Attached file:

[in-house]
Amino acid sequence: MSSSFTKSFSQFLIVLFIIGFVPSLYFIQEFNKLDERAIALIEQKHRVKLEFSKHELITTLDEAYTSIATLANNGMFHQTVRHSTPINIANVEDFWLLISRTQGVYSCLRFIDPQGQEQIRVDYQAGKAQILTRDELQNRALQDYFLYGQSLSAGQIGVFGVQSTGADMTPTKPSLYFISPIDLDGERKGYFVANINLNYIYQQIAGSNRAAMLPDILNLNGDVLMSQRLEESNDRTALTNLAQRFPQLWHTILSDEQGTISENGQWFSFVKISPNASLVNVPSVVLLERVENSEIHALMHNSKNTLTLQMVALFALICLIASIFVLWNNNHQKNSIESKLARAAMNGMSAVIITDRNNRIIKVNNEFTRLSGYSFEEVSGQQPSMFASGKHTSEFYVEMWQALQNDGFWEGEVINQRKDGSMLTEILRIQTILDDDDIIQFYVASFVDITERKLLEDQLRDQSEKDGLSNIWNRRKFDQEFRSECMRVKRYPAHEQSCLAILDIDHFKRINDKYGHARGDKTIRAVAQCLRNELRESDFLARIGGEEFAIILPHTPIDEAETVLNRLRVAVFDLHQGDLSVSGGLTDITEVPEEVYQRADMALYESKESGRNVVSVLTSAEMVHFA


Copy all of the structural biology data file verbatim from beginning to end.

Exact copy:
[in-house]
Amino acid sequence: MSSSFTKSFSQFLIVLFIIGFVPSLYFIQEFNKLDERAIALIEQKHRVKLEFSKHELITTLDEAYTSIATLANNGMFHQTVRHSTPINIANVEDFWLLISRTQGVYSCLRFIDPQGQEQIRVDYQAGKAQILTRDELQNRALQDYFLYGQSLSAGQIGVFGVQSTGADMTPTKPSLYFISPIDLDGERKGYFVANINLNYIYQQIAGSNRAAMLPDILNLNGDVLMSQRLEESNDRTALTNLAQRFPQLWHTILSDEQGTISENGQWFSFVKISPNASLVNVPSVVLLERVENSEIHALMHNSKNTLTLQMVALFALICLIASIFVLWNNNHQKNSIESKLARAAMNGMSAVIITDRNNRIIKVNNEFTRLSGYSFEEVSGQQPSMFASGKHTSEFYVEMWQALQNDGFWEGEVINQRKDGSMLTEILRIQTILDDDDIIQFYVASFVDITERKLLEDQLRDQSEKDGLSNIWNRRKFDQEFRSECMRVKRYPAHEQSCLAILDIDHFKRINDKYGHARGDKTIRAVAQCLRNELRESDFLARIGGEEFAIILPHTPIDEAETVLNRLRVAVFDLHQGDLSVSGGLTDITEVPEEVYQRADMALYESKESGRNVVSVLTSAEMVHFA